The Solution to Safer Endoscopy

Our mission at Citizens for Safe Endoscopy is very simple. We believe that 270,000 Americans are being needlessly infected by non-sterile flexible endoscopes. Our mission is to educate patients that flexible endoscopes are disinfected as opposed to sterilized. Disinfection kills almost all microbial life, but not all. Infections such as Hepatitis, Tuberculosis, HIV, Human Papilloma Virus, and KJD (Mad Cow Disease), can live through the current reprocessing standard of disinfection. Flexible endoscopes have many grooves, nooks, and hard to reach edges that are impossible to clean. When scopes are serviced and taken apart, debris frequently discovered in these allegedly disinfected endoscopes are fecal matter, blood, and mucous. There is no reason why healthy patients are getting sick during colonoscopies, sigmoidoscopies, bronchoscopies, and other endoscopic procedures, when technology exists today to give every patient a sterile and safe endoscopy.

We need to change the standard of care to sterilization and we need a patient bill of rights where every patient is informed about the reprocessing standards of an endoscopy as well as other procedures.

Citizens for Safe Endoscopy is dedicated to preventing all future cases of cross-contamination due to endoscopic procedures. We believe that we can prevent 270,000 healthy patients from getting sick by

  • Informing the public of this health epidemic and patients who may not even know that they have contracted a disease from cross-contamination
  • Enlist as many people as possible to join our cause to fight for and protect the 15,000,000 people every year who have an endoscopic procedure and to make sure that these endoscopies are safe and sterile.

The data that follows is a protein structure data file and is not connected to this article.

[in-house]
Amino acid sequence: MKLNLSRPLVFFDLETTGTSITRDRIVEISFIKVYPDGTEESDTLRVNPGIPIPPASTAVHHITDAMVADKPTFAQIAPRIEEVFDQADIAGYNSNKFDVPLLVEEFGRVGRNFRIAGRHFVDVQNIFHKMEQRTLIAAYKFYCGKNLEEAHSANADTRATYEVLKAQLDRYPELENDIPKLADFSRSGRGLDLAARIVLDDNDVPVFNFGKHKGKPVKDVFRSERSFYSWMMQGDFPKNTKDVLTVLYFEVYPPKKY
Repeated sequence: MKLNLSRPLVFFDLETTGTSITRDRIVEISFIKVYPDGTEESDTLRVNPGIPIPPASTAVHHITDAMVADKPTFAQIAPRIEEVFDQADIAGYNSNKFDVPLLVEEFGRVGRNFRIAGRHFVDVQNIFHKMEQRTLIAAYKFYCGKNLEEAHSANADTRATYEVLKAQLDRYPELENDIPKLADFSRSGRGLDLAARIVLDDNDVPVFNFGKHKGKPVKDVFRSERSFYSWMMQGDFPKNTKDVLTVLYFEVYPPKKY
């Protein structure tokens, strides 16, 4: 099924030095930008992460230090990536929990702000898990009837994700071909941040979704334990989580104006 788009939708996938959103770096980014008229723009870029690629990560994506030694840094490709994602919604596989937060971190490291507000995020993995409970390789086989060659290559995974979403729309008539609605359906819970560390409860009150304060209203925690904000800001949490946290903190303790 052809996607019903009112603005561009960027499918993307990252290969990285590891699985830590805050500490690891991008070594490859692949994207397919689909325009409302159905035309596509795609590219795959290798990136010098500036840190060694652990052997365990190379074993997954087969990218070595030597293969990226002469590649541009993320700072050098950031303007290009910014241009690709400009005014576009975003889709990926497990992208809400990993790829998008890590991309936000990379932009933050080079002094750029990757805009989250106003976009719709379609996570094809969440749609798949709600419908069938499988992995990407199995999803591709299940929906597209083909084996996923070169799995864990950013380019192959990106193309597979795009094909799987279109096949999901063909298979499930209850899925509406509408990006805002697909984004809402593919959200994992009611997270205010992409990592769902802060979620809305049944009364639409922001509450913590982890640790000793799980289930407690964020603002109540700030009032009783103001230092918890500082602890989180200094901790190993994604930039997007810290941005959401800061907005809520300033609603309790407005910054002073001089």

• Building a coalition of victims, concerned citizens and health professionals to fight against the needless amount of cross-contamination.
  • Lobbying for legislation all across the country to change the standard of care in the reprocessing of endoscopes from disinfection to sterilization.
  • Prevent this archaic practice and push the medical profession to use the new technology out there to achieve complete sterilization.
  • Convince the hospitals, doctors, and other medical facilities to explore all new technologies to achieve standard, including, but not limited to, protective single-use barrier devices.


Endoscopic procedures are typically performed on an outpatient basis and generally involve less recovery time and patient discomfort than traditional surgery. The patient benefits and cost savings associated with endoscopy have caused many governmental reimbursement programs and private health insurance plans to encourage the use of endoscopic procedures in a number of medical applications.Endoscopy is a minimally invasive technique that is being used to visually examine patients internally using a probe-like device inserted through the mouth or other orifices. It is used with increased frequency in a growing number of medical applications. Endoscopic therapeutic procedures, unlike more traditional open surgical procedures, can be performed without a major incision, in most cases without general anesthesia, and, therefore, safer and less expensive than traditional surgical procedures.

The Problem